Dog bites can occur in public or private places, including the property of the dog owner. California is one of the states with strict liability laws on dog bites, which hold pet owners responsible for most bite injuries. When victims sue for compensation for their damages, it doesn't matter if the owners knew that their dogs had bitten someone before. This means they can't argue that they didn't know their dogs could be dangerous, or that they were responsible for preventing animals from hurting someone.Most states are strict liability or negligence states when it comes to dog bites.
California is a state of strict liability, which means an owner cannot evade liability for a dog bite by claiming that he had no idea that the dog would act aggressively. The owner is responsible for all damage resulting from a dog bite, even if the dog has never bitten anyone before.If the victim of the bite was a minor (under 18), California law does not apply the “one bite” rule for most cases. Instead, state law strictly holds dog owners accountable for injuries caused by their dogs, even if the animal has never bitten someone previously or has shown aggressive tendencies.The statute of limitations (time limit) for suing in California is two years, and this period begins to count on the date the bite or attack occurs. Dogs are considered the personal property of their owners in California, so when a person's dog is “damaged”, the usual cause of action is property damage (or a darker legal theory known as “breaking and entering”).
The victim's restitution for property damage is generally limited to the cost of repairing or replacing the damaged property.Yes, although such cases are rare, California law allows recovery of punitive damages if the owner or trainer acted “maliciously”, for example, if he wrongly ordered the animal to attack. The process of requesting euthanasia for a dog that bites can be initiated by any interested person, including, but not limited to, the bite victim, a government official or even a neighbor.To recover punitive damages in a dog bite case, the plaintiff must demonstrate by clear and convincing evidence that the defendant's actions amounted to “oppression, fraud or malice”. Dogs that work for the police or military and bite or injure someone while performing specific police or military duties are exempt from this law. Talk to your lawyer about your lost wages and lost earnings potential and make sure they are taken into consideration when you file your lawsuit.The one-bite rule is different from a strict liability rule for dog bites because it requires proof that the owner did something wrong.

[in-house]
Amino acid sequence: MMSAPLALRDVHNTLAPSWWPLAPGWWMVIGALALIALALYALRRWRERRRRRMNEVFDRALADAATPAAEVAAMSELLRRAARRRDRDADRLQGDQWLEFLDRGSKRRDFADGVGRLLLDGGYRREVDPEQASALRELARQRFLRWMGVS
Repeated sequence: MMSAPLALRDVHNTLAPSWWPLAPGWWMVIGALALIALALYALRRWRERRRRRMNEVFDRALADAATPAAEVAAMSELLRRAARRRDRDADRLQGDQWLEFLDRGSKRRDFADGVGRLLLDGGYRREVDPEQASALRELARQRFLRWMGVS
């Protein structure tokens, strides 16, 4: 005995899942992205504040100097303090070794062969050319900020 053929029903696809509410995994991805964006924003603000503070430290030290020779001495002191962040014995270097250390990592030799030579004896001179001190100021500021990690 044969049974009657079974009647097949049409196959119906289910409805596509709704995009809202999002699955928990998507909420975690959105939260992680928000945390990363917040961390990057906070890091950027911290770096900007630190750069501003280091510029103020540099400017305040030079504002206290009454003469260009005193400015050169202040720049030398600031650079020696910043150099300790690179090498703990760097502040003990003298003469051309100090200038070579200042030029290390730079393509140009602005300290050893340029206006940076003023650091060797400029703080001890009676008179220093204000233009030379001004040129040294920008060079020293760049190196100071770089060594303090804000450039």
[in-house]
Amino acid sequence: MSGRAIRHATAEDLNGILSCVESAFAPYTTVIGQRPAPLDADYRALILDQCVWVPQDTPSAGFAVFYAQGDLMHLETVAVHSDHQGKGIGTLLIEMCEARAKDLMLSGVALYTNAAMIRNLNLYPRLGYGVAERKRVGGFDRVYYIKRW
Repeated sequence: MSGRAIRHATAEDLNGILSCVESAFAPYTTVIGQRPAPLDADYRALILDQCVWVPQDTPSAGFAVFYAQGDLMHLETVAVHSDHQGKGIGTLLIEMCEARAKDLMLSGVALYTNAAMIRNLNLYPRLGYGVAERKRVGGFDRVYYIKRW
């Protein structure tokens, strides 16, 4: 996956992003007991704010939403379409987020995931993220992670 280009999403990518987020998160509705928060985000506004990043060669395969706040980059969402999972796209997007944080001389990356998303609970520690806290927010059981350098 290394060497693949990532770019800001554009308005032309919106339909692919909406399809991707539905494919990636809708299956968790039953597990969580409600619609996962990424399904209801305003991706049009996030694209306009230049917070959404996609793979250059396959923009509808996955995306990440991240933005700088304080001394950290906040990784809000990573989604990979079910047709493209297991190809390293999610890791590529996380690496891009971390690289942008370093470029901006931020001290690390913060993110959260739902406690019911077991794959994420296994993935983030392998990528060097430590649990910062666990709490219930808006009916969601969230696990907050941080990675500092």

While California's strict liability law seems relatively simple, it's a fairly limited statute, and there are a number of exceptions and other factors you should consider when trying to get compensation in this type of personal injury case.Given the high number of dog bite attacks in California, there are laws that address these situations. Please also note that there are protections for dog owners and that not all bites are considered equal under the law. California courts have ruled that owners are generally exempt from liability if their dogs bite veterinarians or veterinary assistants during treatment.If the person who has been injured in a dog bite case demonstrates all of those elements, they may recover monetary damages. These civil procedures cannot be based on a dog's history of biting intruders or on bites from working police or military dogs.
Strict liability means that unlike other types of personal injury cases, there is no need to prove that the dog owner was negligent or knew that the dog was likely to bite and injure someone in order for their claim to be successful.Because states can change their laws at any time, it's always a good idea to review current California statutes with this search tool. Dog sitters (police or military) cannot be sued either if the animals in question bit someone while executing a court order or if they were protecting the people they were with.But remember, you will need to take these extra steps to prove your case if you were injured by a dog, but not by a bite (i.e., if you were injured by being knocked down by a large animal).